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Provisions Of Competition Law In Fiji

Provisions Of Competition Law In Fiji
January 08
10:29 2018

The Fijian Competition and Consumer Commission (“FCCC”), formerly known as Fiji Commerce Commission, has been established under Section 7 of the Fijian  Competition and Consumer Commission Act 2010 (“FCCC Act 2010”).

The provisions of Competition and Consumer Law in Fiji are covered under Part 3, 4, 6, 7, 8 and 9 of the FCCC Act 2010.

Part 6 of FCCC Act 2010 :-

The Fijian Competition and Consumer Commission deals with all the competition matters under Part six (6) of FCCC Act 2010. The Part six (6) of FCCC Act is known as “Restrictive Trade Practices”.

This part of the Act outlines the provisions which are classified as “Restrictive Trade Practices”.

Section 67 of FCCC Act 2010: Anti-competitive Conducts!

Section 67 of the FCCC Act 2010 outlines the provisions, which are as follows:

67-(1) A person engages in prescribed anti-competitive conduct if the person-

(a) has a substantial degree of power in a market; and

(b) takes advantage of that power with the effect or like effect, of substantially lessening competition in that or another market.

(2) A person must not engage in prescribed anti-competitive conduct.

What is Anti-competitive Conducts!

Anti-competitive Conducts are certain business practices that limit, lessen or prevent competition in market(s), and are deemed illegal under FCCC Act 2010.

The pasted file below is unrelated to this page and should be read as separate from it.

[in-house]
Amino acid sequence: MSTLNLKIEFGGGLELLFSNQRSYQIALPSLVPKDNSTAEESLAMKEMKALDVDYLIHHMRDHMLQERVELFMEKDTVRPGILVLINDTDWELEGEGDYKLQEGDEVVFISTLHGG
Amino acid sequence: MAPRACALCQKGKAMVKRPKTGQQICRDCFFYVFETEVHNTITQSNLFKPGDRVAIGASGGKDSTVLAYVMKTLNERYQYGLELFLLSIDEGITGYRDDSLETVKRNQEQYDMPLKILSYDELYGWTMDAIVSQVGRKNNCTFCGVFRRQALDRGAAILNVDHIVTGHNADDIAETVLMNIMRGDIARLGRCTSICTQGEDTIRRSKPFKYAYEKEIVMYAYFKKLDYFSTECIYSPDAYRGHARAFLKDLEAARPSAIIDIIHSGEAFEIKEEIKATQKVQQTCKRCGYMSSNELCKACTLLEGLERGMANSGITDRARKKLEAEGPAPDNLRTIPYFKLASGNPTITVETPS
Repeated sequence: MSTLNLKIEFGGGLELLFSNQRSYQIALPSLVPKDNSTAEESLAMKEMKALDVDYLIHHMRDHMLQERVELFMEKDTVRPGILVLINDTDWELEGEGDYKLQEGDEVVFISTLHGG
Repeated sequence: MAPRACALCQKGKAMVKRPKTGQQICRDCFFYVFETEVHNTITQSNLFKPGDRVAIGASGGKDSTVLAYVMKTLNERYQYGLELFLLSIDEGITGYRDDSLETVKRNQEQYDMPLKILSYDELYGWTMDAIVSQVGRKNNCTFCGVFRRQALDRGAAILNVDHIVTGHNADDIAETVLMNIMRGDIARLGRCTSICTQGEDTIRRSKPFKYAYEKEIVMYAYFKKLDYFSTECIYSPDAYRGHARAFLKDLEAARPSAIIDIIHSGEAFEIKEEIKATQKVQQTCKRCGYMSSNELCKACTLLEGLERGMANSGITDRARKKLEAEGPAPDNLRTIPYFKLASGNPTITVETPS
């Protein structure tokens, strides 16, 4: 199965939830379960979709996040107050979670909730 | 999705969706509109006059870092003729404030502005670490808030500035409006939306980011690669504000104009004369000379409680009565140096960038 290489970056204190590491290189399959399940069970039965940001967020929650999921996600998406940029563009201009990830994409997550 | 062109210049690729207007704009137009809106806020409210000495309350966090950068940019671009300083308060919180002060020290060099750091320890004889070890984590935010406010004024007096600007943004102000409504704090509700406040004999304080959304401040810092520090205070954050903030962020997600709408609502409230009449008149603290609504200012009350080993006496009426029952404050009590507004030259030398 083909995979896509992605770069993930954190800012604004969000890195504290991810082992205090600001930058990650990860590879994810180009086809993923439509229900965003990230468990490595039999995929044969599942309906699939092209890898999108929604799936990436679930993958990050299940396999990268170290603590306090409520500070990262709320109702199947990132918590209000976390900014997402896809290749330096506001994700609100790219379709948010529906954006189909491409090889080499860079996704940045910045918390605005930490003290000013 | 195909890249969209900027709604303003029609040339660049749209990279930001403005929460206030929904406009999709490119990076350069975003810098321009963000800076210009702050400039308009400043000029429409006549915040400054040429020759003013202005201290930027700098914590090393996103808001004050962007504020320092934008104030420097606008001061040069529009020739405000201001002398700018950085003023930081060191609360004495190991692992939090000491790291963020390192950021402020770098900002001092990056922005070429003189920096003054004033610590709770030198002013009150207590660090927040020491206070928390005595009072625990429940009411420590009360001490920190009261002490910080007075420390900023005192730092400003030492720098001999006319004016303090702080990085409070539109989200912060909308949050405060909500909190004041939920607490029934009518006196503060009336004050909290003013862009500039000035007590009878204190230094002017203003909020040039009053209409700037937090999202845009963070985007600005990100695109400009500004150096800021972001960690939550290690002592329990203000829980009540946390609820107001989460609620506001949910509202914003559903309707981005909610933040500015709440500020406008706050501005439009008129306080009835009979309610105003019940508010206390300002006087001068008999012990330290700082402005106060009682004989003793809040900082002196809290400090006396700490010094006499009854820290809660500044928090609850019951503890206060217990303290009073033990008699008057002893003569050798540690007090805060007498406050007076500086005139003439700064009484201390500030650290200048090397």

Section 67 of FCCC Act 2010 prohibits contracts, arrangements, understandings or concerted practices that have the purpose, effect or likely effect of substantially lessening competition in a market, even if that conduct does not meet the stricter definitions of other anti-competitive conduct such as cartels.     Further, engaging in the following practices also amounts to anti-competitive conducts – exclusive dealing, misuse of market power, refusal to supply products or services, collective bargaining, imposing minimum resale prices, predatory pricing, tie-in agreements, price discrimination, price fixing, allocating markets, and so forth.

The FCCC in its earlier article has talked about the market power and its effects on the competition, the consumers and the economy as a whole.

This article deliberates on practices that amounts to anti-competitive conducts.

What is a Cartel!

A cartel exists when businesses agree to act together instead of competing with each other.

By engageing in this conduct, businesses make agreements with their competitors to fix prices, rig bids, share markets or restrict outputs, and disadvantaing the consumers and businesses by inflating prices, reducing choices and damaging the economy.

There are certain forms of anti-competitive conduct that are known as cartel conduct. They include:

Businesses struggling to compete fairly and maintain profits may be tempted to deliberately and secretly set up or join a cartel with their competitors.

FCCC’s advice!

Businesses must not engage in the above highlighted conducts which are prohibited under the FCCC Act 2010.

By engaging in such prohibited conducts, the businessess would possibly breach section 67 of FCCC Act 2010.

The FCCC wishes to inform all the consumer and businesses out there that, if you feel that the businesses are engaging in such prohibited conducts, you may report to FCCC accordingly.

It is imperative that business work towards ensuring that Fijian markets remain healthy and the benefits of healthy competition is passed down to all Fijian consumers.

Feedback:  maraia.vula@fijisun.com.fj

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